The last time I was in Cleveland I had a spectacular meal at Michael Symon's Lola. This time I tried the sister restaurant Lolita.
Located in the historic Tremont neighborhood on the edge of downtown, Lolita is more casual and less expensive than Lola. For a martini, a glass of wine, two courses, and a tip I got out of there for under $50. And if you want to dine on the cheap, the happy hour menu has food and drinks for next to nothing.
I got there right at the 5:00 opening and discovered the bar was almost full and all tables had been reserved. I squeezed into a spot at the bar wedged behind the hostess and next to the wine rack. Got to talk to my fellow diners, who were grabbing a bite to eat before The Tribe faced Oakland. Lolita has a much more casual and neighborhood feel than Lola, which is more of a fine dining experience. Symon was in the restaurant that night and aside from a quick hello I didn't spend any time speaking to him. Lolita has a partially open kitchen and he was in and out of the prep area looking over things.
I started out with the aforementioned martini (Tanqueray and a twist) and the roasted dates. The dates were cooked in olive oil with pancetta and almonds. Really delicious without being overly sweet. Also, they managed to serve these just slightly below the temperature that burns your tongue. Amazing.
For the main course I had the hanger steak and ramps with a glass of 2006 Maggio Vini Nero D’Avola. I loved this Sicilian grape the last time I had it and was glad to see it offered by the glass. This was the first time I'd ever had ramps, the wild vegetable that's somewhere between a leek, a green onion, and garlic with edible greens on top. The ramps were sautéed with peas and assorted seasonings. Great combination of sweet and astringent onion flavors.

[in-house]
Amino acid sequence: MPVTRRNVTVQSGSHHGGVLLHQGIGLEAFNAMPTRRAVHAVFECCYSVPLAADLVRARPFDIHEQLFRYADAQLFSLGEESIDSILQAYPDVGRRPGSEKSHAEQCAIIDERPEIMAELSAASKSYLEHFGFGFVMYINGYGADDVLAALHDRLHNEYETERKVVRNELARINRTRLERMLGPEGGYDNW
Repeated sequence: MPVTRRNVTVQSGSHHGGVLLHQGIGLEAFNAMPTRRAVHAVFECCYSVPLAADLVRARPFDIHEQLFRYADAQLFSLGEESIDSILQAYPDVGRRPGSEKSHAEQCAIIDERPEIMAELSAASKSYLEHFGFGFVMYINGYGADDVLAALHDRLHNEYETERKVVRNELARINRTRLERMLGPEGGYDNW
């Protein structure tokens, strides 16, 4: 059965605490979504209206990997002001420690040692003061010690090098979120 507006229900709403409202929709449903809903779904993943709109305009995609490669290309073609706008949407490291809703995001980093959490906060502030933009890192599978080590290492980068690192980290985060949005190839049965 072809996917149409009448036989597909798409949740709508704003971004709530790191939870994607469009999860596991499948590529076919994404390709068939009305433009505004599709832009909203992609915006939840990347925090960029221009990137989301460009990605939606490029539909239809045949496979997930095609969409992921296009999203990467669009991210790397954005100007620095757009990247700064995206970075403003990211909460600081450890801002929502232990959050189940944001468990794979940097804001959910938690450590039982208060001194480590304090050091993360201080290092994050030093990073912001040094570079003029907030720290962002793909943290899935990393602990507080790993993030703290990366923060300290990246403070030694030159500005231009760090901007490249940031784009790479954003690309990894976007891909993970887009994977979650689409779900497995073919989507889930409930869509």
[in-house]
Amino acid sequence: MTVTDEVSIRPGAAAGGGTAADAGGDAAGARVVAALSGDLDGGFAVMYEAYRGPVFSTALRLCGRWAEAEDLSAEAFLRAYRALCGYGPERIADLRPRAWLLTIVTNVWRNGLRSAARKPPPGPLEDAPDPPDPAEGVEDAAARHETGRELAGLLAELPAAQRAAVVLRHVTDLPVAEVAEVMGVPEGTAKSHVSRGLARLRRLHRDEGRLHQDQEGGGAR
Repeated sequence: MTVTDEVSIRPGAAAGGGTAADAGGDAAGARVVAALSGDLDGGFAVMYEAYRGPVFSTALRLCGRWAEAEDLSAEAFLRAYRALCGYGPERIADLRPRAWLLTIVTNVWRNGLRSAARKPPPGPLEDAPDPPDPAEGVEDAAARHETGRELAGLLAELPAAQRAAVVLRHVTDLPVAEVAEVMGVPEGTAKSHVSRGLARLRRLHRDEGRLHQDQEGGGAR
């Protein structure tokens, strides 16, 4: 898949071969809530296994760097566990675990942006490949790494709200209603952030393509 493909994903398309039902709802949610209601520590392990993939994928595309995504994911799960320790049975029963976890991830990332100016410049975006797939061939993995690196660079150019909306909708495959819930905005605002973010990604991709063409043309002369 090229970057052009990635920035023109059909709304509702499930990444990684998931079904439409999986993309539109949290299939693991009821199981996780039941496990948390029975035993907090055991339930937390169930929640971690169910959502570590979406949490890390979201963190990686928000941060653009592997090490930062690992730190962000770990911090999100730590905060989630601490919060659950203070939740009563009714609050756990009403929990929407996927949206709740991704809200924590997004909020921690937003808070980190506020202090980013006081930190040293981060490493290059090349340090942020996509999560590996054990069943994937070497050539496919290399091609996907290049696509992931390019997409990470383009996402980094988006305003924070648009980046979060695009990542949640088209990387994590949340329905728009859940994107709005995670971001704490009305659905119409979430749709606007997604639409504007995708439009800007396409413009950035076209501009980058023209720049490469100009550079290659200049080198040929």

As for the hanger steak, it was my first time trying this cut of beef and I'm now officially in love. It hangs off the diaphragm of the cow and rests on the kidneys, which give it a deeper, earthier flavor that you normally find in organ meats, but with the texture and appearance of sirloin.
Tremont is an interesting neighborhood. You've got houses and churches and bars and schools and jammed cheek to jowl. In one direction you've got the tall buildings of downtown, and in the other a bunch of smokestacks from factories and mills. A couple of blocks away from Lolita is the St. Theodosius Russian Orthodox Church, with beautiful onion domes. It was built in 1911 and featured in the 1978 film The Deer Hunter.
Cleveland's got a bunch of remarkable architecture, but you're rarely able to get a shot without a bunch of powerlines in the way. At least the minivan provides a sense of scale.